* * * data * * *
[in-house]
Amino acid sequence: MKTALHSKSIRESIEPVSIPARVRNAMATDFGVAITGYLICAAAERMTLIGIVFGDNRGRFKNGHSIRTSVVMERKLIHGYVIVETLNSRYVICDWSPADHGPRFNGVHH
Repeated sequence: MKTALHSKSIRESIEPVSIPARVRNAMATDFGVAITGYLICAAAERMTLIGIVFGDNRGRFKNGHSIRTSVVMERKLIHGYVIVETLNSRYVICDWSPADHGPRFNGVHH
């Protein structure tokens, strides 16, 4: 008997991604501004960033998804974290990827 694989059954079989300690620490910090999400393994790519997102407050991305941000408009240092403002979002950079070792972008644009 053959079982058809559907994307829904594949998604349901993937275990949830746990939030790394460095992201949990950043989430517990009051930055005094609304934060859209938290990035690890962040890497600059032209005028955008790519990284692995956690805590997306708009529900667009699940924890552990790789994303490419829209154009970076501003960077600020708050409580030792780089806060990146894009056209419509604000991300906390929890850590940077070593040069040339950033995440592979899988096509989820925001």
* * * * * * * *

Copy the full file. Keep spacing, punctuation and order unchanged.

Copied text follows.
[in-house]
Amino acid sequence: MKTALHSKSIRESIEPVSIPARVRNAMATDFGVAITGYLICAAAERMTLIGIVFGDNRGRFKNGHSIRTSVVMERKLIHGYVIVETLNSRYVICDWSPADHGPRFNGVHH
Repeated sequence: MKTALHSKSIRESIEPVSIPARVRNAMATDFGVAITGYLICAAAERMTLIGIVFGDNRGRFKNGHSIRTSVVMERKLIHGYVIVETLNSRYVICDWSPADHGPRFNGVHH
């Protein structure tokens, strides 16, 4: 008997991604501004960033998804974290990827 694989059954079989300690620490910090999400393994790519997102407050991305941000408009240092403002979002950079070792972008644009 053959079982058809559907994307829904594949998604349901993937275990949830746990939030790394460095992201949990950043989430517990009051930055005094609304934060859209938290990035690890962040890497600059032209005028955008790519990284692995956690805590997306708009529900667009699940924890552990790789994303490419829209154009970076501003960077600020708050409580030792780089806060990146894009056209419509604000991300906390929890850590940077070593040069040339950033995440592979899988096509989820925001």